Plant sterols to lower cholesterol have risks

Published on July 14, 2008 at 5:31 PM · 3 Comments

Plant sterols have been touted as an effective way to lower cholesterol and reduce the risk of heart disease. However, a research study in the July JLR has uncovered that these compounds do have their own risks, as they can accumulate in heart valves and lead to stenosis.

Aortic valve stenosis (AS) results from cholesterol accumulation in the valve between the left ventricle and aorta; this impedes the flow of blood and puts extra pressure on the heart. About 2% of individuals over 65 (and over 5% of those over 85) have AS, and as the population ages, it is becoming an increasing problem.

Plant sterols can block the absorption of dietary cholesterol into the body, and as such high vegetable diets and/or plant sterol supplements are often used to alleviate high cholesterol. However, although plant sterols themselves are poorly absorbed, they can enter the body, so Satu Helske and colleagues examined whether plant sterols can also accumulate in aortic valves.

They collected blood samples from 82 patients with severe AS and aortic valves from 21 individuals undergoing valve surgery, along with respective controls. They observed that non-cholesterol sterols, including plant sterols, can accumulate in aortic valves, and at levels that directly related to their blood concentration.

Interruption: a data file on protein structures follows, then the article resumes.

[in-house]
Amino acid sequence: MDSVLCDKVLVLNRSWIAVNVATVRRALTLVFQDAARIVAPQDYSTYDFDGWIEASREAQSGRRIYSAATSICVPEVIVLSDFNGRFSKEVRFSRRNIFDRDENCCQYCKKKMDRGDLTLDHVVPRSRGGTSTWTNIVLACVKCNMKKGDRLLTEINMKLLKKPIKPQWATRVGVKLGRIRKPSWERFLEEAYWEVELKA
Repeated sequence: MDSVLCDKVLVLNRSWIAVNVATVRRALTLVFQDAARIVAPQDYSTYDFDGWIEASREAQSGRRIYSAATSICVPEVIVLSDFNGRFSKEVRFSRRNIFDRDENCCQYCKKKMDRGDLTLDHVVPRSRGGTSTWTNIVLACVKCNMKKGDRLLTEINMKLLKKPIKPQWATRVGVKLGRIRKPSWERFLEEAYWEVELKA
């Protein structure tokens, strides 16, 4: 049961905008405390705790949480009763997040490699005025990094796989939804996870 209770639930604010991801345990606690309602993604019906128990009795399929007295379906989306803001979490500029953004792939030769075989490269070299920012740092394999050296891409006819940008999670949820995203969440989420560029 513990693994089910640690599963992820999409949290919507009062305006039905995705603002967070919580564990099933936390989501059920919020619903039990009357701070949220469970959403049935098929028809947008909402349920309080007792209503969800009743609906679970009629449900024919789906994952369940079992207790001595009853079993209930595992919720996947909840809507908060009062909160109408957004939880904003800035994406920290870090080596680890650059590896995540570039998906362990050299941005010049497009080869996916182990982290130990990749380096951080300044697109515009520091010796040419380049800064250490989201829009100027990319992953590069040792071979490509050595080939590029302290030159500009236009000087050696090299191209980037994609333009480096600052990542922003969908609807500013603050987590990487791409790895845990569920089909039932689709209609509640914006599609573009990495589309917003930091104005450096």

These findings suggest that beneficial plant sterols may end up becoming a risk factor for AS, although the researchers will need to conduct more studies, such as whether dietary sterols and sterol supplements produce different effects.

Posted in: Drug Trial News

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Comments
  1. John Brunsden John Brunsden Australia says:

    Several months ago I started bicycle exercise. I experienced chest tightness & a mild sensation in the left armpit for the first 30 minutes which left me for the remainder of the 1 hour exercise. My doctor sent me for E.C.G. which was erratic. I had a plethera of tests following including Ultrasound Echo, Wearing a "Holter" recorder for a day, & visits to a cardiac specialist. I have known since 2003 that I have had Hypertrophy Cardio Myopathy for my life.(That's the reason for the ECG results.) The fact is that I noticed that when I had less margarine @ breakfast,(I had used sterol margarine for years), the discomfort was less. I stopped using margarine with sterols (I have replaced it with olive based margarine)& the symptoms have continued to reduce to the point where they have virtually stopped. (About the last month). The tests I had which alarmed the medicos at first have since cleared me of any immediate danger & exercise has resumed. I am convinced that the "cholesterol lowering margarine" was the direct cause of the symptoms that subsequently caused a lot of concern,time & expense.

    NOT IMPRESSED.
    John Brunsden.

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